Speaking out in Singapore
Newsweek International. February 15, 1999.
"The government is terrified of losing control, especially with a younger generation pushing for more openness." - Chee Soon Juan.
Chee Soon Juan, 36, is secretary-general of the Singapore Democratic Party and a leader of the city-state's tiny opposition movement. A psychologist trained in America at the University of Georgia, Chee lost his teaching job at Singapore's National University in 1992 shortly after he became involved in opposition politics. He was accused by his department head of using university funds to mail an academic paper to the United States. After Chee alleged his dismissal was politically motivated, his boss won a defamation suit for $235,000.
Singapore is known for its rapid development and tight control over political and ultural activities; police can detain people indefinitely without charge, and opposition leaders have lost numerous libel suits filed by members of the long- ruling People's Action Party.
In December, hoping to prompt a public debate, Chee ignored a requirement under Singapore's Public Entertainments Act to get a speaking permit and made a political speech on a street corner in the business district. Last week, Chee went to prison for seven days rather than pay the $827 fine; he argues that the law requiring permits is unconstitutional because it contravenes his right to free speech. Chee will face charges this week for a similar offense.
He spoke with Newsweek's Dorinda Elliott a few days before being sentenced on Feb 2. Excerpts:
NEWSWEEK (ELLIOTT): Why are you testing the government like
CHEE: I've been trying to find ways to campaign more effectively and get my message out to the people, but we've been meeting obstacles. Selling print newspapers you need a permit, so news vendors won't sell our party newspaper. The government has passed a law banning political videos. We can't put political information or biographies on our own Web site. Bookstores are too afraid to sell my book.
NEWSWEEK: What is your message?
CHEE: I see a need for the opposition to move to greater openness
and democracy in this country. Somebody's got to do it. I cast my lot with
the opposition, and I had no illusions that it would be smooth sailing.
NEWSWEEK: Are you concerned about the government's right to detain people without charge?
CHEE: I've repeatedly talked about this issue. The government should be held accountable. The government is terrified of losing control, especially with a younger generation pushing for more openness and more participation in the political process.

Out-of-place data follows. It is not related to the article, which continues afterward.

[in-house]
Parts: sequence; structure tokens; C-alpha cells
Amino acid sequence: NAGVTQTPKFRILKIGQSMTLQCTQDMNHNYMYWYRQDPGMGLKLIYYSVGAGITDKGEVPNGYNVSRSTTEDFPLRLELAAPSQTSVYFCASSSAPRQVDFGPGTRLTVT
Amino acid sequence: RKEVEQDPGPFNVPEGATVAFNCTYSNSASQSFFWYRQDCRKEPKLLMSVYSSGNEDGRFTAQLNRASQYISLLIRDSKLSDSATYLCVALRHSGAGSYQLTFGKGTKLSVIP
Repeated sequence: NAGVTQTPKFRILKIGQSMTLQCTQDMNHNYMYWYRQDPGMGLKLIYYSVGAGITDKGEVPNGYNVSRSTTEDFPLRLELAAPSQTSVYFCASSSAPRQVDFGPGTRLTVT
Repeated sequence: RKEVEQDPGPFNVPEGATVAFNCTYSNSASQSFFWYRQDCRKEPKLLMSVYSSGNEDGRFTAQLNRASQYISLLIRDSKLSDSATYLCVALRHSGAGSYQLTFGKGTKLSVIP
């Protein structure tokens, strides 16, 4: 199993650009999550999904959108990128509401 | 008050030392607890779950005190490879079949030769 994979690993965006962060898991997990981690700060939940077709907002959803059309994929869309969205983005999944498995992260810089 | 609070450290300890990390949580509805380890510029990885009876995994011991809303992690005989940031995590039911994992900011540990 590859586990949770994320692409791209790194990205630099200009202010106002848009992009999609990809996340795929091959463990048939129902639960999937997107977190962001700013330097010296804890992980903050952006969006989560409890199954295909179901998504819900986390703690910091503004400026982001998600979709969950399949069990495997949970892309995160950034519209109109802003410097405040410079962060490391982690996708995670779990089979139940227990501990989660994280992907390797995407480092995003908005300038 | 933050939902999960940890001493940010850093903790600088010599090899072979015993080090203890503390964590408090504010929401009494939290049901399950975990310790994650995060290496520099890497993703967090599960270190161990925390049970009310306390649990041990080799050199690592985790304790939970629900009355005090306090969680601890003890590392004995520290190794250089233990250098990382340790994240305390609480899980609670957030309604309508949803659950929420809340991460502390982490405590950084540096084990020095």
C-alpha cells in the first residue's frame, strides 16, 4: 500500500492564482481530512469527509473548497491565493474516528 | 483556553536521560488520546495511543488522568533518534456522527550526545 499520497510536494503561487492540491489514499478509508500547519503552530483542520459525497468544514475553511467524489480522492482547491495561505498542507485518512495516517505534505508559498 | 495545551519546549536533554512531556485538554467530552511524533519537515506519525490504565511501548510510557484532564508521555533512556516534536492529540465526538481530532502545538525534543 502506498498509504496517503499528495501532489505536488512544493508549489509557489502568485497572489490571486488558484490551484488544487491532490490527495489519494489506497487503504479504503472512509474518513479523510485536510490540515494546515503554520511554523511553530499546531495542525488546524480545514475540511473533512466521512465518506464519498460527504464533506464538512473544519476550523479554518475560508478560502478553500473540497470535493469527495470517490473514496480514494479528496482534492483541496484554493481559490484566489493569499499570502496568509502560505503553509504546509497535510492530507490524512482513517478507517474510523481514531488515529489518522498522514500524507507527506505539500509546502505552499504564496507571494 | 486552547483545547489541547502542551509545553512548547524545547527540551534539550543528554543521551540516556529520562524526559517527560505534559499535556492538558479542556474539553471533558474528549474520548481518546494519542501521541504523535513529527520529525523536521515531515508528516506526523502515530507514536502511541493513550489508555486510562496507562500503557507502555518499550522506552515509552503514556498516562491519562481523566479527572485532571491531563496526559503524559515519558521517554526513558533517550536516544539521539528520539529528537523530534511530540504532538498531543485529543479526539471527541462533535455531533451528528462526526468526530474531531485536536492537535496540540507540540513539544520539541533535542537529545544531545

NEWSWEEK: It doesn't really look that way. There's lots of
talk of openness in Singapore these days.
CHEE: The level of fear in this society is incredible. You walk down Orchard Road and you won't see it. It's all beautiful shopping malls. But try talking to Singaporeans. The university won't let me talk to the students. The students tell me, "We've been told not to talk to you." Even in Australia, Singaporean students are afraid. The government tells them not to organize political activities. If they continue, they will get blacklisted. Why does our government need to resort to such tactics? People are so terrified. They're afraid of losing their licenses or their jobs.
NEWSWEEK: Is it hard to run an opposition in such an environment?
CHEE: Looking for candidates is so difficult. One wife came to me crying, saying that if her husband runs for election, she will jump out the window. On the surface, the government says this is a democracy, and that it is an information hub. But underneath you find a rotten core of the entire system, which is run on fear.
NEWSWEEK: Can Singapore keep up in the Information Age?
CHEE: I don't see how we will be able to compete with the industrialised world. Ideas, innovation, creativity; these are exactly the things we need. Prime Minister Goh Chok Tong tells people to be spontaneous. But he doesn't have the political will to rethink the way we are running the whole system.
NEWSWEEK: What's the downside? Singapore so far is doing relatively well economically.
CHEE: Because of all this political control, young people and professionals are leaving Singapore. They don't feel an intellectual or emotional bond to this country. It's just a place to make money.
NEWSWEEK: Why won't the government relax its controls?
CHEE: The government keeps trying to defend the propaganda that democracy will lead to economic decline. If that's the case, then why is Taiwan doing so well? And what about Australia?
NEWSWEEK: The government is talking about the need to open
up and foster creativity, too.
CHEE: I don't see the political will to open up our society. The standard of journalism we have [here] is terrible. [Pro-government forces] control the media. It's impossible to have my views reflected in the press.
NEWSWEEK: What does the younger generation want?
CHEE: The younger generation is looking for more political space. For a long time, the government legitimised its authoritarian controls with continued growth. But sustainable economic development won't continue without our opening up as a society. A lot of people are wondering what will happen when [Senior Minister] Lee Kuan Yew passes on. When Singaporeans begin to have a free flow of information, they will want the government to be more transparent and accountable. There will be political change.